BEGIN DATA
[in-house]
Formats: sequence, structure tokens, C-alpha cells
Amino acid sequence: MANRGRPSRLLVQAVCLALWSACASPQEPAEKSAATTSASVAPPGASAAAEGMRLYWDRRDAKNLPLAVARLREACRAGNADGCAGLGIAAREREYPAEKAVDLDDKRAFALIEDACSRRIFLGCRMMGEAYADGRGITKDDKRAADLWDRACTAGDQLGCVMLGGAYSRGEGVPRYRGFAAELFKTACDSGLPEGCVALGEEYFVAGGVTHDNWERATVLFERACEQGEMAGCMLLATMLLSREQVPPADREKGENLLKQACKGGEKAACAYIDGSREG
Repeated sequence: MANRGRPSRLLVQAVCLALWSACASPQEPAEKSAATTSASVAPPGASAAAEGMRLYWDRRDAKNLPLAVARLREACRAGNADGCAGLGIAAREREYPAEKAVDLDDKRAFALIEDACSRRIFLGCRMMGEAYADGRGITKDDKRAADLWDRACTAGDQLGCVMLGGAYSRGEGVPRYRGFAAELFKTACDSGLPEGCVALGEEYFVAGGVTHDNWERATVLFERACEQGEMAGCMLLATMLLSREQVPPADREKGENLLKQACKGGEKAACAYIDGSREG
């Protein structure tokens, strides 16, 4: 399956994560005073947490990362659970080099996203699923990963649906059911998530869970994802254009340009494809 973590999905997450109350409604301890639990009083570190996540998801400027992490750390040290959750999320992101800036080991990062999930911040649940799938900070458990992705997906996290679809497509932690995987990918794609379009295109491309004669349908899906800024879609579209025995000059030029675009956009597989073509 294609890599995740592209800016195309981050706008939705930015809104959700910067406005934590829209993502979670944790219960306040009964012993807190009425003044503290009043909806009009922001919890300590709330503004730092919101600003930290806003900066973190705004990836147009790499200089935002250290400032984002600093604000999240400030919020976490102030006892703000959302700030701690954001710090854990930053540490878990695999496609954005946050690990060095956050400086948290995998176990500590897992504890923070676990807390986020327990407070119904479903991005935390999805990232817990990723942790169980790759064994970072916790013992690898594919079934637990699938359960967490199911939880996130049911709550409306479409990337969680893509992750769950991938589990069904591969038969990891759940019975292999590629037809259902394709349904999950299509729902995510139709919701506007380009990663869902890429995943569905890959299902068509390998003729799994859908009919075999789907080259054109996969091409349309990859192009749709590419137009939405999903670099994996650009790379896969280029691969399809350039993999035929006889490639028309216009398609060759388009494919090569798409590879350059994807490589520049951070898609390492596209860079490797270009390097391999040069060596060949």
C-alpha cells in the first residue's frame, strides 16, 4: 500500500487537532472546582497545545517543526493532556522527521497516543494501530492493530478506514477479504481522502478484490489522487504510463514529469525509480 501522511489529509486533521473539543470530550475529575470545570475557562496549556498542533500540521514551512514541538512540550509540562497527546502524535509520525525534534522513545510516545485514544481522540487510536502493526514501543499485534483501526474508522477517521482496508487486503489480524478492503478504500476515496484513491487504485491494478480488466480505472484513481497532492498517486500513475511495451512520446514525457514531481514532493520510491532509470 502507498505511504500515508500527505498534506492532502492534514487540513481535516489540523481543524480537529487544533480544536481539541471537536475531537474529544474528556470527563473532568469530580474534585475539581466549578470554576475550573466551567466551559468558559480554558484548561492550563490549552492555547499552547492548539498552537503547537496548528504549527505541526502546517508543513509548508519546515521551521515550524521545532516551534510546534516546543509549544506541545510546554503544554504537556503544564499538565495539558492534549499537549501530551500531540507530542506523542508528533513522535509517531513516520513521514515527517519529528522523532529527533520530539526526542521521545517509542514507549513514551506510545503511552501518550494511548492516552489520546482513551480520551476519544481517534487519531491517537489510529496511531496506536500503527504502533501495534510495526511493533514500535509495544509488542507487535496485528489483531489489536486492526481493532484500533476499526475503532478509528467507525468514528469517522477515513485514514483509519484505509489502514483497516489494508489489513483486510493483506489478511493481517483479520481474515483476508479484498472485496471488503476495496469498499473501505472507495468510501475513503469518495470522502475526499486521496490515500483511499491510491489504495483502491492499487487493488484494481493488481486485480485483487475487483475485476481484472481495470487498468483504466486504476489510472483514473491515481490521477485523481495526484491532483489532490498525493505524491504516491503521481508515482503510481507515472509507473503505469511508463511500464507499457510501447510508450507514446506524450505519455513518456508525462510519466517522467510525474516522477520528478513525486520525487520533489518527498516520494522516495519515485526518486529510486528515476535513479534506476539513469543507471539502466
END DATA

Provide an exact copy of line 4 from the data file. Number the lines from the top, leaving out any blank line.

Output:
Repeated sequence: MANRGRPSRLLVQAVCLALWSACASPQEPAEKSAATTSASVAPPGASAAAEGMRLYWDRRDAKNLPLAVARLREACRAGNADGCAGLGIAAREREYPAEKAVDLDDKRAFALIEDACSRRIFLGCRMMGEAYADGRGITKDDKRAADLWDRACTAGDQLGCVMLGGAYSRGEGVPRYRGFAAELFKTACDSGLPEGCVALGEEYFVAGGVTHDNWERATVLFERACEQGEMAGCMLLATMLLSREQVPPADREKGENLLKQACKGGEKAACAYIDGSREG